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Sugar Pine Rabbitry


updated 2021.10.09


~*~ On Hiatus ~*~


Taking a break for the foreseeable future, until I have time to overhaul this website & create a series of instructionals on rabbit handling.

In the meantime, if you are considering getting a rabbit, please take into consideration:

Rabbits do not, & never have, belong in cages.

Keeping a rabbit in a cage is like keeping a cat in a cage.

Hutches are not designed for rabbits' welfare.

Hutches are designed for storing & fattening rabbits.
Rabbits run & jump, & need space to explore.
They like new objects, they like new areas, they like to dig, they like rolling in dirt.

They like to listen & smell & mark things as "theirs" with their chins.

Do not get a rabbit unless you can allow it to free-roam, or have a large interactive enclosure at least the size of a dog kennel.


I am a very very small-scale hobby rabbit breeder focusing EXCLUSIVELY on pet-quality rabbits.

What is pet-quality?

Usually, that means rejects from show breeders.

Here, that means rabbits that have been selectively bred for personality and are hand-socialized starting week one, before their eyes open.

If you are looking for show rabbits, please look elsewhere. The way I raise rabbits makes them completely unsuitable for the show environment.

Like the Netherland, the Holland Lop is also considered a dwarf rabbit. This means two things: First, the breed in general is small. Second, some of the rabbits also carry a dwarf gene, which makes them even smaller. It is never the case that all Hollands in a litter will have the dwarf gene (except by chance). All rabbits with the dwarf gene have only one copy, never two, meaning their offspring always have a mix of the dwarf and non-dwarf genes. A baby rabbit with two copies of the dwarf gene cannot survive, ever. (This is the same for Netherland Dwarfs.) If you are looking at Holland Lops from other breeders and they do not specifically disclose this difference, it is either because they are more vaguely identifying the dwarf-gene carriers as "this rabbit will be small" or "show quality", or it is because they are holding back their bigger rabbits from sale through some means.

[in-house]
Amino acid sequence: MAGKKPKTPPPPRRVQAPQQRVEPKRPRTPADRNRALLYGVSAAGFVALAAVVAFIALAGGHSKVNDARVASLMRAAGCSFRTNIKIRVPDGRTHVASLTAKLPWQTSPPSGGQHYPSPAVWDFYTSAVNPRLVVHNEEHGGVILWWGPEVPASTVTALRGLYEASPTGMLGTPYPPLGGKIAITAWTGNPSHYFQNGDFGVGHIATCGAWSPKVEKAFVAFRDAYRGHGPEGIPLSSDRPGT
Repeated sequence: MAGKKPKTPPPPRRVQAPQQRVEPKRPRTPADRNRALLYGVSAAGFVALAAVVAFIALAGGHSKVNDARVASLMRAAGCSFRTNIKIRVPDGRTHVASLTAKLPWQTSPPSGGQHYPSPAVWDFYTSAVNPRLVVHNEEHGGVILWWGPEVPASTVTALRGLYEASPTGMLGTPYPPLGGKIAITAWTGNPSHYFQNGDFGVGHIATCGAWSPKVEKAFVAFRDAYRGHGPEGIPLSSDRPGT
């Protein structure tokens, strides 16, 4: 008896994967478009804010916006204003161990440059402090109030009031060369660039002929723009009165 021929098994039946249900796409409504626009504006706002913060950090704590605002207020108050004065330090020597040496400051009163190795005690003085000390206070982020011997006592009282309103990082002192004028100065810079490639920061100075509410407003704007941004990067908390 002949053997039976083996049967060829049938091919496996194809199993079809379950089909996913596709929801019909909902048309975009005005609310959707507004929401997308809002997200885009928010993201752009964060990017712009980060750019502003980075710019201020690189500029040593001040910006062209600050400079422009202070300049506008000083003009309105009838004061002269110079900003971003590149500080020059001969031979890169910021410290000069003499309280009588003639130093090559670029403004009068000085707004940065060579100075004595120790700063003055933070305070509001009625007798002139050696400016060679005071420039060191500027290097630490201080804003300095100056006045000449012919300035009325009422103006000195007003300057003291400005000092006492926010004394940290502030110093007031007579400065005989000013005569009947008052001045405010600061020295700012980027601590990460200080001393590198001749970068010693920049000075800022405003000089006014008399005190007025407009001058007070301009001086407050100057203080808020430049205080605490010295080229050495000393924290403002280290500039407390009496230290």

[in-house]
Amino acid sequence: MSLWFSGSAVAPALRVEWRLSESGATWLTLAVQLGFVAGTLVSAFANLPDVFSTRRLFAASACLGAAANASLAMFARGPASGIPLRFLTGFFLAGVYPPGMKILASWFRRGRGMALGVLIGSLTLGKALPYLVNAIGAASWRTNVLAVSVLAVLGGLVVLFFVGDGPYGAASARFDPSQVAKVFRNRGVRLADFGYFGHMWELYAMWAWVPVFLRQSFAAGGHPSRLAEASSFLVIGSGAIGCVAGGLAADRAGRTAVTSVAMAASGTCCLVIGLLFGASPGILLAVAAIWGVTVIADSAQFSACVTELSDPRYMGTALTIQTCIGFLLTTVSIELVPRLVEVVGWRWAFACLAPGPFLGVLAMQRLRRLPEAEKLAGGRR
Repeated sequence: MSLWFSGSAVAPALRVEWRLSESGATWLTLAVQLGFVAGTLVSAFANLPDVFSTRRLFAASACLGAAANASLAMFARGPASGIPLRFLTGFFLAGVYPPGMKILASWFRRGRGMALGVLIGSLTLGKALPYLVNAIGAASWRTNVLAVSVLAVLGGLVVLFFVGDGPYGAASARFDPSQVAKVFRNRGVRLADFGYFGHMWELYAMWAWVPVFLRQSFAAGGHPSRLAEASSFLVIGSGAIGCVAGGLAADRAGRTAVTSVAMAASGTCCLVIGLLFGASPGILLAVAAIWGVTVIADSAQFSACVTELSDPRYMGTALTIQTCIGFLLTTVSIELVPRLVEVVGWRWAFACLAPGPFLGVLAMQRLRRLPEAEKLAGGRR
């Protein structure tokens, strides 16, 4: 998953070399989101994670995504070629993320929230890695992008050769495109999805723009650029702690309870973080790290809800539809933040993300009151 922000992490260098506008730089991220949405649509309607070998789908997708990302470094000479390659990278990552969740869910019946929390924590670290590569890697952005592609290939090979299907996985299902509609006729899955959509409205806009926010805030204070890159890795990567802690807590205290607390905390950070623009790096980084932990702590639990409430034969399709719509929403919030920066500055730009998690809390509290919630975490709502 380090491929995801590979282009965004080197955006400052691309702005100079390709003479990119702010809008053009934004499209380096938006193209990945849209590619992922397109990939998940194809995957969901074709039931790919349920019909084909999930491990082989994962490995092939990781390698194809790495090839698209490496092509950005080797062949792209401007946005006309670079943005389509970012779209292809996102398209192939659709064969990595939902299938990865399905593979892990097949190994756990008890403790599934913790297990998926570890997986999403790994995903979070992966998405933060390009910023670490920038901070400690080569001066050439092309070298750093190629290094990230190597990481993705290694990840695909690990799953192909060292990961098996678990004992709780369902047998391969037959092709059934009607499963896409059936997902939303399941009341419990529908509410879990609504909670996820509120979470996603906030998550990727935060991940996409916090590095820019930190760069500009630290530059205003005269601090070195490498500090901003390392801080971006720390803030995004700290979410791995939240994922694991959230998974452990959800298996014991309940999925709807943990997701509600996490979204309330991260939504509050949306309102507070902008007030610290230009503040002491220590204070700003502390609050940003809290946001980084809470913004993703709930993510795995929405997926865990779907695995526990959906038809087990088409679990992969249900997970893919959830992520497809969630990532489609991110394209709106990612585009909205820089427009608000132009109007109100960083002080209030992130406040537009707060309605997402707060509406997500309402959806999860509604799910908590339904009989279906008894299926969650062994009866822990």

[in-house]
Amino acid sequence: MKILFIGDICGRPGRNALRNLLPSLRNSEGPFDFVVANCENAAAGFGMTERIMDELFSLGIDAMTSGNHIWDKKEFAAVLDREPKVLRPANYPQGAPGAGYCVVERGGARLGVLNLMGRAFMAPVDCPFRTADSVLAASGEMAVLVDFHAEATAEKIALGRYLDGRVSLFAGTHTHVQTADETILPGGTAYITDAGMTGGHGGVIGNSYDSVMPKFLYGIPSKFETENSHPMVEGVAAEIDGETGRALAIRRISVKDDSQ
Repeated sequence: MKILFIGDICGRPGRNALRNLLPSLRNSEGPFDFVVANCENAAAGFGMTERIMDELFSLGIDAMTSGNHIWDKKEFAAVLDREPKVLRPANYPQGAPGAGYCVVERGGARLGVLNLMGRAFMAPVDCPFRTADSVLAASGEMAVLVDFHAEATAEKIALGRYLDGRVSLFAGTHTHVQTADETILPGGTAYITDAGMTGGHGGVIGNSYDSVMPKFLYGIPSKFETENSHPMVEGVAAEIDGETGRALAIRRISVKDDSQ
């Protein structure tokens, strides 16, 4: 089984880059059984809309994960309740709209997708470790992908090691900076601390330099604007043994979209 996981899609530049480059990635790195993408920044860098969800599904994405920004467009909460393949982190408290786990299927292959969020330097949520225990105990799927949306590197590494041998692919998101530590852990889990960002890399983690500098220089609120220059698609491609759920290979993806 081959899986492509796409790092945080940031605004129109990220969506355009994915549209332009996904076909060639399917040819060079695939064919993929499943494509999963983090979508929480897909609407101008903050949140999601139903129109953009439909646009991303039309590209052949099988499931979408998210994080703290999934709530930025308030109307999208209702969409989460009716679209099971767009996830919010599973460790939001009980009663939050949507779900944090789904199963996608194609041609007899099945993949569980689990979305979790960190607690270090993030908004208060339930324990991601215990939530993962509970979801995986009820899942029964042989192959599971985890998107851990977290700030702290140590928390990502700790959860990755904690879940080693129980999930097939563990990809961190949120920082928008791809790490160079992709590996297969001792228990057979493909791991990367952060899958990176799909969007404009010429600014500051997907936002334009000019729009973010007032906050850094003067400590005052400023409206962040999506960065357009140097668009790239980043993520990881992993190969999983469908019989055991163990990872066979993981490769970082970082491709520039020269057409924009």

A Holland Lop with the dwarf gene will typically be 3-5 pounds, and without the gene will be 4-6 pounds. To compare sizes of a non-dwarf and a dwarf, think of a soccer ball vs a football, a small watermelon vs a cantaloupe, or your boots vs your slippers. The bigger rabbits make a nice squishy armful, in my opinion.

Adopters will need to verify the housing they have prepared / are preparing for their rabbit(s).

All rabbits adopted must be kept either free-roaming or in a pen that meets standards (details TBD).

Outdoor pens are okay.

Cages as primary housing will NOT be accepted. Cages incorporated into pens are okay.

Please Inquire By Emailing Us

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